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CASUAL COUNTRY: Horses, children on the spectrum make connections

After not being able to meet in person, a popular program returned to Williams Lake

For more than 15 years the Cariboo Chilcotin Child Development Centre (CCDC) has been bringing horses, their owners, volunteers and families together with Horsin’ Around, a program for children on the autism spectrum.

Due to COVID-19 restrictions, the program did not happen for two years, other than virtually through Facebook, so in July when the program returned in-person at the Trail Riders Arena, everyone was happy.

“We have 12 children riding six horses with three volunteers for each horse,” said Ruth Shaw, the FASD parent support worker with the (CCDC) who coordinates the program, on the last day during the morning session with the younger children. “We could have 100 children if we had the resources.”

If possible, the owners of the horses lead them, while the children ride and often local students help as well because they can obtain high school credits, although they have to know horses.

Children with physical disabilities are able to participate because there is a mounting block with room for a wheelchair.

All of the horses are older, including Coco, 37, who Shaw owns and brought out of retirement.

“She has been at most of the Horsin’ Around sessions over the years,” Shaw said. “We retired her two years ago because of COVID and she became a Facebook star, but we brought her back this year for one more time. The kids just love her and she absolutely loves the kids.”

Ava Haw said it was rewarding to volunteer her quiet old Appaloosa Pixie, 23, for the program.

“The change in the children was astounding to watch, from being afraid and withdrawn to becoming brave, confident, sitting straighter in the saddle and aware of their surroundings,” she said. “A lot of people say it is the movement of the horse that helps.”

Haw herself, has been partially paralyzed from the waist down since the age of 13.

“Trying to fit in as a teenager when you are different was difficult. When I rode a horse no one knew that I didn’t walk properly, I was the same as everyone else, no handicap. I wonder if this somehow applies to the children here?”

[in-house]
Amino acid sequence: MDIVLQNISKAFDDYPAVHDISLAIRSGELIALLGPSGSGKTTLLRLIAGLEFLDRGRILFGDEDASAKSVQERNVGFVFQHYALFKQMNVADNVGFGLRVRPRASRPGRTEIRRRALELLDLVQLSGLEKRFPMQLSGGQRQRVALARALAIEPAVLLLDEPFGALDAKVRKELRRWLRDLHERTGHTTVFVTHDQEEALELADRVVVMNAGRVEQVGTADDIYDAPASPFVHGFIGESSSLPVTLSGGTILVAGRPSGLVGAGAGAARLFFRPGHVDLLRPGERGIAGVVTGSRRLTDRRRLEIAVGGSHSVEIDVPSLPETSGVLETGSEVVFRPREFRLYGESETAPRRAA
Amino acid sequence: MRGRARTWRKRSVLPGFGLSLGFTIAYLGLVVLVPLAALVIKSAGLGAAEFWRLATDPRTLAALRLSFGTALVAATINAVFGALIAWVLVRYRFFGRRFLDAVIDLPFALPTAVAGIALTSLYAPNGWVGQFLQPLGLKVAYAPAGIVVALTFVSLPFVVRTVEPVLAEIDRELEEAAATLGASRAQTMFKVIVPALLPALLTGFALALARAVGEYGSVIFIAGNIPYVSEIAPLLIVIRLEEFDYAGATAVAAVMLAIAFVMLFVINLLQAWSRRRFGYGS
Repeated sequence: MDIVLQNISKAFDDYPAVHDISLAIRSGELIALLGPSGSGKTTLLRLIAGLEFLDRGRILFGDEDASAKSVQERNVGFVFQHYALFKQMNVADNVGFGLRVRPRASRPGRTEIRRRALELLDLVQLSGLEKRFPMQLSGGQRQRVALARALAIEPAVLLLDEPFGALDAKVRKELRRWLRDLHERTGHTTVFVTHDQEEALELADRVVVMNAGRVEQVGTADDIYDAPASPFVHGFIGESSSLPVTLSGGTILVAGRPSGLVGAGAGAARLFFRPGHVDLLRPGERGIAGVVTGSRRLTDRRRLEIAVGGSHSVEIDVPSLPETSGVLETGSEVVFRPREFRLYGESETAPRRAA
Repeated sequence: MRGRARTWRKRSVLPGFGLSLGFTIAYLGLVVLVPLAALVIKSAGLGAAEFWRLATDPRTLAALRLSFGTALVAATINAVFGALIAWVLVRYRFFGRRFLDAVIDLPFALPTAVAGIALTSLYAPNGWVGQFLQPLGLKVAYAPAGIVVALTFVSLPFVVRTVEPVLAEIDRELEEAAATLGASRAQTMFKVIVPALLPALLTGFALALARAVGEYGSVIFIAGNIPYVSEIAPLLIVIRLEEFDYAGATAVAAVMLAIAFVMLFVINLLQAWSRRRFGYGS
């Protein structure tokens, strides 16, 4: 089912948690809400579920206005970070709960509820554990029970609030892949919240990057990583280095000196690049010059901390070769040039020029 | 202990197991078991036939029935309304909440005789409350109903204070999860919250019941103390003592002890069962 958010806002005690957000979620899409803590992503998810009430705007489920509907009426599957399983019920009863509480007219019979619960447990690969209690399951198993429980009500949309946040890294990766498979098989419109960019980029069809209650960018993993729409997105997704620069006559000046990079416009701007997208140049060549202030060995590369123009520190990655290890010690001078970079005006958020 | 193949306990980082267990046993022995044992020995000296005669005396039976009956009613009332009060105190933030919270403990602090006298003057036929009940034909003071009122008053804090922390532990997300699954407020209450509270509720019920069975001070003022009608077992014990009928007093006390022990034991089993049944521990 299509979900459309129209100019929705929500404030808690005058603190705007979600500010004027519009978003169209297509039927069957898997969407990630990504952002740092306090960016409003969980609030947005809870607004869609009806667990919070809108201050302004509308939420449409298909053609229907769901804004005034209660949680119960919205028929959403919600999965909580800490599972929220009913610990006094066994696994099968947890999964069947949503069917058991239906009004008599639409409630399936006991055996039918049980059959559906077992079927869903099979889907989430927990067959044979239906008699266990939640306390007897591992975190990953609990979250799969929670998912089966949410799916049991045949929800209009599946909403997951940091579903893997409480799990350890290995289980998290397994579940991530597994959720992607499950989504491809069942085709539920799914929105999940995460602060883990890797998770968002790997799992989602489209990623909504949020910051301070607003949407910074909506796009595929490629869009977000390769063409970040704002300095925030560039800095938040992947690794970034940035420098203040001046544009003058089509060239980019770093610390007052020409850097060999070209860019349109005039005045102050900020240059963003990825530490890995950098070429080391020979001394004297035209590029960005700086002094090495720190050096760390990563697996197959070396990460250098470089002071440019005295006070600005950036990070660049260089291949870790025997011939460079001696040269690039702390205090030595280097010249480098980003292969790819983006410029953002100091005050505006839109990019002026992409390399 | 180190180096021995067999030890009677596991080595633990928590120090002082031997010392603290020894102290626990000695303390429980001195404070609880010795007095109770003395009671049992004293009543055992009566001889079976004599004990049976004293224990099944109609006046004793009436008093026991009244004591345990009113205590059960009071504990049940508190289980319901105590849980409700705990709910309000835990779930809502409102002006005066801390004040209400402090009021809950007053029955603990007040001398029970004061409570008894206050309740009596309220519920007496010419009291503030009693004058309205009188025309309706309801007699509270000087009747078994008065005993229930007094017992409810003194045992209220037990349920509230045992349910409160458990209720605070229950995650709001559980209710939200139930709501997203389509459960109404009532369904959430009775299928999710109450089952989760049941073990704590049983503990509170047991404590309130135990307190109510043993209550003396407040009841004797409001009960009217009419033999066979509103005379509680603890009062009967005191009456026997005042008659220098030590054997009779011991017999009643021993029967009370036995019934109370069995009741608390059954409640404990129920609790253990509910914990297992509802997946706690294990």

Haw witnessed one girl go from being scared on the first day to standing there waiting the second day to ride.

“About the third day the horse gave a shake, and she got worried, but look at her now, she’s sitting there, she’s paying attention and smiling.”

Another boy was riding the biggest horse of the bunch and Haw was impressed with his progression.

“He was hunched over at the beginning and is sitting up so tall now.”

Haw moved to the area a few years ago, but COVID hit so it wasn’t until 2022 that she brought Pixie to the program.

“I know Ruth through the horse community and the trick is to get quiet horses. It’s amazing what all of these horses have been doing.”

She said it would be great if the program could happen a few times a year.

Corrine Young has noticed her grandson Ty, 8, no longer chases the neighbour’s calf and tries to ride it after participating in two sessions of the program.

“The first time he was afraid and now you can see the difference. He’s bouncy and loves being with the horses. They have a calming effect on him,” Corrine said, but added owning a horse would be very expensive for them.

Mackenna Morey, supported child development consultant at the CCDC, said she was glad the program was in person again.

“There are so many amazing connections kids get with the horses by the end of the week.”

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Monica Lamb-Yorski

About the Author: Monica Lamb-Yorski

Monica Lamb-Yorski has covered news for the Williams Lake Tribune since November 2011.
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